Many would argue that A New Hope is Luke's movie and I can understand why. Luke has the most screen time, he is front and center on the film's marketing materials, and he is the one to deliver the final blow to the Death Star that brings the movie to its epic conclusion. However, when you strip all that away, is the narrative really driven by him? Subtract that final blow to the Death Star, the one that only a Force user could make (convenient), and does Luke really drive the narrative of the movie? I would argue that he doesn't. Granted, the movie does it's best to make sure Luke's pals have important roles to play as well; it's no coincidence that the film opens with, not Luke, but Leia's storyline.

However, each film has a character at its center and in the case of A New Hope, I would argue that Han Solo is the at the center of the film's overarching story. For example, without Han, would Luke have even found a way off Tatooine? In fact, once you break down Luke's involvement in the film's narrative, you begin to realize he was orchestrated down his path by other characters' more deliberate actions and more concrete motivations. Had Leia not sent out a message to Obi-Wan for help with R2-D2 and C-3PO, who Luke only came across by sheer dumb luck, would Luke have found his motivation to finally leave Tatooine? Had the combined efforts of Darth Vader and his Stormtroopers not resulted in the incinerated deaths of Owen and Beru, the only thing keeping Luke on Tatooine, would he have ever toughened his resolve to follow Obi-Wan to Mos Eisley and right into the Millenium Falcon in its rag-tag pilot duo? Han Solo and his Millenium Falcon are the tools that carved the path to making Luke and Leia's story possible; he got Luke and Obi-Wan off Tatooine, he helped Leia escape the clutches of the Empire, and he gives Luke his window of opportunity to blow up the Death Star by blasting Vader off his tail.

If you don't think this is the best damn scene in the movie, then we can't be friends.

Han Solo was the only smuggler willing to ferry Obi-Wan and Luke off Tatooine and his reasons for doing so weren't relegated to just money. If his encounter with Greedo and Jabba the Hutt are any indication, Han is not very welcomed on Tatooine, a plot line that is resolved in later films but heavily established in A New Hope. Money is poor motivation for viewers of the film, but not for Han the smuggler who is deep in debt with Jabba, a gangster who isn't easily negotiated with. So, in order to save his own skin, Han agrees to help Luke rescue Leia, once again driving the narrative forward. Han may have the simplest plot throughout the films, considering is neither a Jedi nor a politician, but it's his relatively straightforward conflict that moves the narrative in the direction it needs to go. By the end of A New Hope, Han is no longer motivated by money but by the bond he forms with Luke and Leia and his now heavy involvement with the Rebellion. It's the development of his character that becomes the driving force of the film's plot.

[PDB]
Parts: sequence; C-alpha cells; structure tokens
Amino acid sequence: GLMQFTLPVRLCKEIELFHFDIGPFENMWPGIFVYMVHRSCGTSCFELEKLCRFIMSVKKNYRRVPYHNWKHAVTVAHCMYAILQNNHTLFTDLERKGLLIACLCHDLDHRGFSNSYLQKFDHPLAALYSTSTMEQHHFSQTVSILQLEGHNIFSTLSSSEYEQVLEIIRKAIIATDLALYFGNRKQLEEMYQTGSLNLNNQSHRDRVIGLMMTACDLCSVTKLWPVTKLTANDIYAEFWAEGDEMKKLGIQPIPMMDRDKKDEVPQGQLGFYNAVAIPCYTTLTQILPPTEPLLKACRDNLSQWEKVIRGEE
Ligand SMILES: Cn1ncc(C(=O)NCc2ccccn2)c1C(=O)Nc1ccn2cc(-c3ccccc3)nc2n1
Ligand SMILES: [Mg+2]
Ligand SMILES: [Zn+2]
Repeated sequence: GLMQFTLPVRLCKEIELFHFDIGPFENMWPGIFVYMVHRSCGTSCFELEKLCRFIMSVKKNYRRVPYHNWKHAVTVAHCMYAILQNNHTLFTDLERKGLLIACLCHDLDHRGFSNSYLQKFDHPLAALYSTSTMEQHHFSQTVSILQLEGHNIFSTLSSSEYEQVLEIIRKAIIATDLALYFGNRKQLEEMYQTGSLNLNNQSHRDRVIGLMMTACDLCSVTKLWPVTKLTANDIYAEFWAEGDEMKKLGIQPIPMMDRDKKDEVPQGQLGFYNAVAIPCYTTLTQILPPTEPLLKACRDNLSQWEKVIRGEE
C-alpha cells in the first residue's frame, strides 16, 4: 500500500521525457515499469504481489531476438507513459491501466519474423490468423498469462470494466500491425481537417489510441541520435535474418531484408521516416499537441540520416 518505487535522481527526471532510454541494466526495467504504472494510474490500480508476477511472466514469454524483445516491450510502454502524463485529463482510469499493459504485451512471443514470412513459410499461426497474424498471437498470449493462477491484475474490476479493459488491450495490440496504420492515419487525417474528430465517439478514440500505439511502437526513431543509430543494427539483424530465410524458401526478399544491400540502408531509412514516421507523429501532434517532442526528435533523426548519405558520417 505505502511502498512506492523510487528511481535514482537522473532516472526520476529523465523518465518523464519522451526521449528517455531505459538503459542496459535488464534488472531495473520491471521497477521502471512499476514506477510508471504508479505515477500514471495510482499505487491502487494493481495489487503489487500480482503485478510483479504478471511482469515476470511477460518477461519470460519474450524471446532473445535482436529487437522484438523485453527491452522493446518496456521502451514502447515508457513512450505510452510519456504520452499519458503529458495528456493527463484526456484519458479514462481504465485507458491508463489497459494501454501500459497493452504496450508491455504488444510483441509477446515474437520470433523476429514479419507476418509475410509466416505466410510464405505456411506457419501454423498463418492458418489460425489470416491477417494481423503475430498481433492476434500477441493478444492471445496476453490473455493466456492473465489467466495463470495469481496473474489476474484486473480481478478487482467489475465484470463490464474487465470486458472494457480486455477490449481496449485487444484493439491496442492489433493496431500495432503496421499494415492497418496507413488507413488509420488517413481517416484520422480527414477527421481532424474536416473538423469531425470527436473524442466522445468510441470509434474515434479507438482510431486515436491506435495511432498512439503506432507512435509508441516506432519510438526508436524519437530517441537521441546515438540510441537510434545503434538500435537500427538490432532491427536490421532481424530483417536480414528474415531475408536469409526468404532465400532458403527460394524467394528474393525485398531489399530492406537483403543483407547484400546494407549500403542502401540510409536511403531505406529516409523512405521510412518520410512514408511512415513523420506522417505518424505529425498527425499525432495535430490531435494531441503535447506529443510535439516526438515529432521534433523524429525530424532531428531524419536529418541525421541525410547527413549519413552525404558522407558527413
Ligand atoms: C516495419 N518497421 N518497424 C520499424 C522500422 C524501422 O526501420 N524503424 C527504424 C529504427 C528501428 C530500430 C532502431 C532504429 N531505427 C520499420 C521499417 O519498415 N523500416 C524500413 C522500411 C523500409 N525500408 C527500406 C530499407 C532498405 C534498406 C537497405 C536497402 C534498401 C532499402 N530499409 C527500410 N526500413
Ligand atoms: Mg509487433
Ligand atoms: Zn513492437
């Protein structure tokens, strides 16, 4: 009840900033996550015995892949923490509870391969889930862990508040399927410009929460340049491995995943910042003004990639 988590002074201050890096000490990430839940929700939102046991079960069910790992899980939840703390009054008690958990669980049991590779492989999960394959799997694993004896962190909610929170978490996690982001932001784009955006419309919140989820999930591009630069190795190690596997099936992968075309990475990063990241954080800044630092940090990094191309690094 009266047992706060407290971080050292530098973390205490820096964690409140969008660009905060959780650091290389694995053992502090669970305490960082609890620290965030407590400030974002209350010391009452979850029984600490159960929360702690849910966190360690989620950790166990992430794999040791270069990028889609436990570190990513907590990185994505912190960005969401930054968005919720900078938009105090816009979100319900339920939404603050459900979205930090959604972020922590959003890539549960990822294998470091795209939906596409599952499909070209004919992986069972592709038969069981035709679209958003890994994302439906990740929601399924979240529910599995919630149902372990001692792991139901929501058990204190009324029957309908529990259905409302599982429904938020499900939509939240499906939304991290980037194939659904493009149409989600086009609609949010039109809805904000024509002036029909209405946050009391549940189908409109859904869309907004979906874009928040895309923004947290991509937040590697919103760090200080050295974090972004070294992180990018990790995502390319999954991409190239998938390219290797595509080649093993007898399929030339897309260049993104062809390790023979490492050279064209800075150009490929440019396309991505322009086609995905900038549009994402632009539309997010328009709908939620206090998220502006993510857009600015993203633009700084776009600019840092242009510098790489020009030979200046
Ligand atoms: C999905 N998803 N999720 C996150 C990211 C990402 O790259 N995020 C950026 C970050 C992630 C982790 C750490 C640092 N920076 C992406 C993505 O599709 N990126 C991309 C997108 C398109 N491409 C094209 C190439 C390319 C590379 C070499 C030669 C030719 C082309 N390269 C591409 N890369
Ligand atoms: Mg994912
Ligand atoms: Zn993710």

Meanwhile, Return of the Jedi chronicles the Battle of Endor, the Rebellion's final blow and the eventual overthrow of the Empire. Being the politician that she is, Leia is instrumental as a leader of the Rebellion and, therefore, her actions become the driving force of the narrative here. I know that's an unusual claim given that Leia is put in a compromising position as Jabba's newest slave, but Leia didn't get the moniker "Huttslayer" for nothing; she saved herself in that situation and single-handedly killed one of the most powerful creatures in the Outer Rim. And while many find the Ewok's role in the Battle of Endor ridiculous, we have to live with the fact that teddy bears saving the galaxy is canon, and it was Leia who made that possible. She appealed to the natives of Endor and enlisted their adorable help and knowledge of the terrain (that is their home, after all) to take down the second Death Star's deflector shield. I am particularly fond of this move on Leia's part because very much in George Lucas' "poem that rhymes" storytelling style, Leia garnering support from the Ewoks is reminiscent of Padme's plea to Boss Nass, the leader of the Gungans, Naboo's native aquatic species, in her final stand against the Trade Federation in Phantom Menace.

Bad. Ass.

There's also something to be said about Leia's indirect involvement in Luke's duel with Vader in the Death Star hovering above Endor. When Vader invaded (no pun intended) Luke's mind and discovered the existence of his twin sister, Vader threatened to try and turn Leia to the dark side instead. This unleashed a barrage of hate-fueled blows that ultimately incapacitated Vader and opened Luke's eyes to the dangers of the dark side, thus strengthening his resolve to save rather than kill his father. This was yet another instance of Luke feeling the pull of the dark, but it was the threat of extinguishing Leia's light that drove him there, solidifying her importance not only in this film but in the series as a whole, a topic I will explore in-depth later.

So if A New Hope is Han's movie and Return of the Jedi, despite its name, is Leia's movie, which one is Luke's? Easy! The Empire Strikes Back is very much Luke's movie, which is good for Luke fans because it's almost universally considered the best of the original trilogy. Each film in the original trilogy is driven by one if it's central trio of characters, a pattern that is repeated in the subsequent trilogies. In fact, the sequel trilogies follow this pattern to a T; of the original trilogy characters, Han is the driving force behind The Force Awakens, Luke is in the driver's seat in The Last Jedi, and the final as of yet untitled third sequel was supposed to be Leia's film (although questions about how that is going to be possible with the advent of Carrie Fisher's tragic passing still linger).